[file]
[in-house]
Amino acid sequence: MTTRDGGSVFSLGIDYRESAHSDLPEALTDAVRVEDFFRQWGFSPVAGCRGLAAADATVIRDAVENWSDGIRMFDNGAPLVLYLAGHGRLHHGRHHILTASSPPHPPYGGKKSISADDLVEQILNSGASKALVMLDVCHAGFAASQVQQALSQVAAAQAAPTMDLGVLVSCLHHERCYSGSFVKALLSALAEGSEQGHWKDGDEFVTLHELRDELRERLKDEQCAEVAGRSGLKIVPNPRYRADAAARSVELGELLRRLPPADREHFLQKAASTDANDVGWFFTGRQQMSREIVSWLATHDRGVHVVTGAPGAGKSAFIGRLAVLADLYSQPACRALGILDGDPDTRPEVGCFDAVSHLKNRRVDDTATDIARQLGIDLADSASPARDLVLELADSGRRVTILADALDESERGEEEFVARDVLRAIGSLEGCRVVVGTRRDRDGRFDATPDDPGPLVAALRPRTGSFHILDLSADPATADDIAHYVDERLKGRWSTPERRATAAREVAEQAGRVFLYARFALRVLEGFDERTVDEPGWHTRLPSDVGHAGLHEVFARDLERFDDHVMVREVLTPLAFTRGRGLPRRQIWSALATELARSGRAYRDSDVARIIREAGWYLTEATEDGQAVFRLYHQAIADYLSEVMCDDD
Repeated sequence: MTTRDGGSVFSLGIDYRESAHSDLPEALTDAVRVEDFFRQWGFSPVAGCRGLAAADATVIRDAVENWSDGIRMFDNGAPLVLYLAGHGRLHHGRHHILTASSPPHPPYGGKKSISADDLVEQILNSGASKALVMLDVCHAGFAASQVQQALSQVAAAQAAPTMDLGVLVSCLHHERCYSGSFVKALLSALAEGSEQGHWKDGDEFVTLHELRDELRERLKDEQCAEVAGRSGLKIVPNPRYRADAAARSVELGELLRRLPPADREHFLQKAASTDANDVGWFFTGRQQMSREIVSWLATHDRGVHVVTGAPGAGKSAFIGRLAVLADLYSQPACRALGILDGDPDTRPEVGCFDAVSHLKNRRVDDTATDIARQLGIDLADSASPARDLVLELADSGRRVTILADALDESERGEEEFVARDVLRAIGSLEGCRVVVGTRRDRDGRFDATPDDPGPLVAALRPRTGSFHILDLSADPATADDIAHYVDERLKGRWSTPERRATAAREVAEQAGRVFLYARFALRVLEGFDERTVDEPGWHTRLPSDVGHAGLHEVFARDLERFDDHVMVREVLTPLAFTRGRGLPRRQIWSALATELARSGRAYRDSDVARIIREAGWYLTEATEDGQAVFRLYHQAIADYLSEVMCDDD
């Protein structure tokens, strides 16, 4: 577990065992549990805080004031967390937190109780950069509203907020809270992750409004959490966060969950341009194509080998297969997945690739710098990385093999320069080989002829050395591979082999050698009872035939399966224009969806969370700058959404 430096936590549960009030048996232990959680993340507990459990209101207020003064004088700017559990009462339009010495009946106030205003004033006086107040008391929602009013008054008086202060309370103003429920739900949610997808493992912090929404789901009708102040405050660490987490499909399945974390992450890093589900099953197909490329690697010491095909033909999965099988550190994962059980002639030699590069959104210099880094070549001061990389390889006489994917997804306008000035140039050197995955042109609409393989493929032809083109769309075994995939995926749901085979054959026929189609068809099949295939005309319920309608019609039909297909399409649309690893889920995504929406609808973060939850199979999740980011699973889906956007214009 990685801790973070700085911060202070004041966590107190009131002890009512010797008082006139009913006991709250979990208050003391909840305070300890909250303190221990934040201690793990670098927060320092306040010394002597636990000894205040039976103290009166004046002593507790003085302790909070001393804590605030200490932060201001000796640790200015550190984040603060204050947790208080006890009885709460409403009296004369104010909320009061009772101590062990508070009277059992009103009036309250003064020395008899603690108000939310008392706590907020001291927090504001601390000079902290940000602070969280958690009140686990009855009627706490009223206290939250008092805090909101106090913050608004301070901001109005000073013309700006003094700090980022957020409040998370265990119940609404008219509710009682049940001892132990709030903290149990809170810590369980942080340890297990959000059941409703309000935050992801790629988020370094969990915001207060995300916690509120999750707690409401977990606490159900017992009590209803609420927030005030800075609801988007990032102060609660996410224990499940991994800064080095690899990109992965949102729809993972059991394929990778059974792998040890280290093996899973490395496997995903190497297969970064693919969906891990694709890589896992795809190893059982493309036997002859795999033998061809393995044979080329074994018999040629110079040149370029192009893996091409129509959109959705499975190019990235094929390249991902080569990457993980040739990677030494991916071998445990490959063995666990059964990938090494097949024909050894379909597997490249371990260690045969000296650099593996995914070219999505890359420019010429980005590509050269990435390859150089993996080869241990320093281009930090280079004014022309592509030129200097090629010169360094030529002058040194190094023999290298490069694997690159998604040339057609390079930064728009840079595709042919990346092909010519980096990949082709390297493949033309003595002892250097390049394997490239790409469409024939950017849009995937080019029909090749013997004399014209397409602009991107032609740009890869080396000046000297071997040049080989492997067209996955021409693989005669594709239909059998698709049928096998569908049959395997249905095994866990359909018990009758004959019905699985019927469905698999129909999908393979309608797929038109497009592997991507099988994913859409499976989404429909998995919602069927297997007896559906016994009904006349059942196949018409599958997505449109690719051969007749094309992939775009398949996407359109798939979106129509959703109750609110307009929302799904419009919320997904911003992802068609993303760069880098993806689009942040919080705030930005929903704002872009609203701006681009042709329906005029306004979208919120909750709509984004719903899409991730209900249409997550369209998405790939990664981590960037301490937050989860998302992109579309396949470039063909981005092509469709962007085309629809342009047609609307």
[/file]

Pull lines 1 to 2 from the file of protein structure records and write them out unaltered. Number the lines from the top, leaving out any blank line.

[in-house]
Amino acid sequence: MTTRDGGSVFSLGIDYRESAHSDLPEALTDAVRVEDFFRQWGFSPVAGCRGLAAADATVIRDAVENWSDGIRMFDNGAPLVLYLAGHGRLHHGRHHILTASSPPHPPYGGKKSISADDLVEQILNSGASKALVMLDVCHAGFAASQVQQALSQVAAAQAAPTMDLGVLVSCLHHERCYSGSFVKALLSALAEGSEQGHWKDGDEFVTLHELRDELRERLKDEQCAEVAGRSGLKIVPNPRYRADAAARSVELGELLRRLPPADREHFLQKAASTDANDVGWFFTGRQQMSREIVSWLATHDRGVHVVTGAPGAGKSAFIGRLAVLADLYSQPACRALGILDGDPDTRPEVGCFDAVSHLKNRRVDDTATDIARQLGIDLADSASPARDLVLELADSGRRVTILADALDESERGEEEFVARDVLRAIGSLEGCRVVVGTRRDRDGRFDATPDDPGPLVAALRPRTGSFHILDLSADPATADDIAHYVDERLKGRWSTPERRATAAREVAEQAGRVFLYARFALRVLEGFDERTVDEPGWHTRLPSDVGHAGLHEVFARDLERFDDHVMVREVLTPLAFTRGRGLPRRQIWSALATELARSGRAYRDSDVARIIREAGWYLTEATEDGQAVFRLYHQAIADYLSEVMCDDD